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Sebastian Käppler M. Sc.

Alumnus of the Pattern Recognition Lab of the Friedrich-Alexander-Universität Erlangen-Nürnberg

Developing novel algorithms for improving image quality in Phase Contrast X-ray Imaging


Talbot-Lau X-ray phase contrast for tiling-based acquisitions without reference scanning
S. Käppler, M. Seifert, F. Horn, G. Pelzer, J. Rieger, T. Michel, A. Maier, G. Anton, C. Riess
  • Grating-based Talbot-Lau interferometers are a popular choice for phase-contrast X-ray acquisitions. Here, an air reference scan has to be acquired prior to an object scan. This particularly complicates acquisition of large objects: large objects are tiled into multiple scans due to the small field of view of current gratings. However, phase reference drifts occurring between these scans may require to repeatedly move the object in and out of the X-ray beam to update the reference information.

    We developed an image processing technique that completely removes the need for phase reference scans in tiled acquisitions. We estimate the reference from object scans using a tailored iterated robust regression, using a novel efficient optimizer. Our evaluation indicates that the estimated reference is not only close to the acquired reference but also improves the final image quality. We hypothesize that this is because we mitigate errors that are introduced when actually acquiring the reference phase. Phase-contrast imaging of larger objects may benefit from computational estimation of phase reference data due to reduced scanning complexity and improved image quality.

    Journal Articles
    Käppler, Sebastian; Seifert, Maria; Horn, Florian; Pelzer, Georg; Rieger, Jens; Michel, Thilo; Maier, Andreas; Anton, Gisela; Riess, Christian
    Medical Physics, vol. 44, no. 5, pp. 1886-1898, 2017 (BiBTeX, Who cited this?)
  • Differential phase contrast image:
    raw data, data processed with previous method
    and proposed method.
Signal Decomposition for X-ray Dark-field Imaging
S. Käppler, F. Bayer, T. Weber, A. Maier, G. Anton, J. Hornegger, C. Riess et al.
  • Grating-based X-ray dark-field imaging is a new imaging modality. It allows the visualization of structures at micrometer scale due to small-angle scattering of the X-ray beam. However, reading dark-field images is challenging as absorption and edge-diffraction effects also contribute to the dark-field signal, without adding diagnostic value. In this paper, we present a novel -- and to our knowledge the first -- algorithm for isolating small-angle scattering in dark-field images, which greatly improves their interpretability. To this end, our algorithm utilizes the information available from the absorption and differential phase images to identify clinically irrelevant contributions to the dark-field image. Experimental results on phantom and ex-vivo breast data promise a greatly enhanced diagnostic value of dark-field images.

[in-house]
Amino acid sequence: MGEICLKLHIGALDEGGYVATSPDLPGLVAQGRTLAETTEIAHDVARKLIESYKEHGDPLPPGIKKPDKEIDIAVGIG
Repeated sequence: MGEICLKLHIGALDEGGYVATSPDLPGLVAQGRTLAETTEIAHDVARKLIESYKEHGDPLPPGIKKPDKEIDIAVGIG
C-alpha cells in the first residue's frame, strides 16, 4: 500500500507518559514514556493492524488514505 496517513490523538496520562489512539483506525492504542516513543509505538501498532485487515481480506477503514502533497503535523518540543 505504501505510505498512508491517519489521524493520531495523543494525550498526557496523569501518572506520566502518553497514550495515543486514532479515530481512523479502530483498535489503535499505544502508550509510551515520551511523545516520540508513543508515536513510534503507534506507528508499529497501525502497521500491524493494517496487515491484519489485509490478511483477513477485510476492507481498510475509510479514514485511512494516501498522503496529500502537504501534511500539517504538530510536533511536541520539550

Articles in Conference Proceedings
    Käppler, Sebastian; Bayer, Florian; Weber, Thomas; Maier, Andreas; Anton, Gisela; Hornegger, Joachim; Beckmann, Matthias W.; Fasching, Peter Andreas; Hartmann, Arndt; Heindl, Felix; Michel, Thilo; Özgül, Gülümser; Pelzer, Georg; Rauh, Claudia; Rieger, Jens; Schulz-Wendtland, Rüdiger; Uder, Michael; Wachter, David Lukas; Wenkel, Evelyn; Riess, Christian
    Medical Image Computing and Computer-Assisted Intervention -- MICCAI 2014 (International Conference on Medical Image Computing and Computer-Assisted Intervention), Boston, MA, USA, 15.09.2014, pp. 170-177, 2014, ISBN 978-3-319-10404-1 (BiBTeX, Who cited this?)
  • Dark-field image of an ex-vivo human breast, before and after processing.
Shading Correction for Grating-based Differential Phase Contrast X-ray Imaging
S. Käppler, J. Wandner, T. Weber, A. Maier, G. Anton, J. Hornegger, C. Riess
  • Grating-based differential phase-contrast X-ray is a novel imaging modality with excellent soft-tissue contrast. Besides standard X-ray attenuation, it provides complementary information on the differential phase shift and the dark-field signal, which reveals structure variations at (sub-)micron scale. Current experimental setups suffer from a narrow field of view of 2-4cm. Thus, multiple exposures have to be stitched together to image larger objects. However, individual exposures are inherently affected by intensity variations, such that tiling artifacts corrupt the stitched projection. These artifacts are most severe in the differential phase image and highly impact their diagnostic value.


    To address this issue, we propose a novel optimization-based algorithm for fully compensating these tiling artifacts. Our algorithm estimates a smooth bias field for each individual exposure with a global objective function that minimizes the intensity distortion within and across different tiles in the projection. Compared to a currently widely used heuristic, our algorithm leverages the information available from all exposures to estimate the individual bias fields. The evaluation shows the superiority of the proposed algorithm, as it produces bias-free images. To our knowledge, this is the first bias correction algorithm for differential phase images that yields images with nearly imperceptible transitions between individual exposures.

    Articles in Conference Proceedings
    Käppler, Sebastian; Wandner, Johannes; Weber, Thomas; Maier, Andreas; Anton, Gisela; Hornegger, Joachim; Riess, Christian
    2014 IEEE Nuclear Science Symposium and Medical Imaging Conference Record (NSS/MIC) ((IEEE Nuclear Science Symposium and Medical Imaging Conference (NSS/MIC) 2014)), Seattle, WA, USA, 08.11.2014, pp. 00-00, 2014 (BiBTeX, Who cited this?)
  • Differential phase contrast image of an ex-vivo human breast, before and after processing.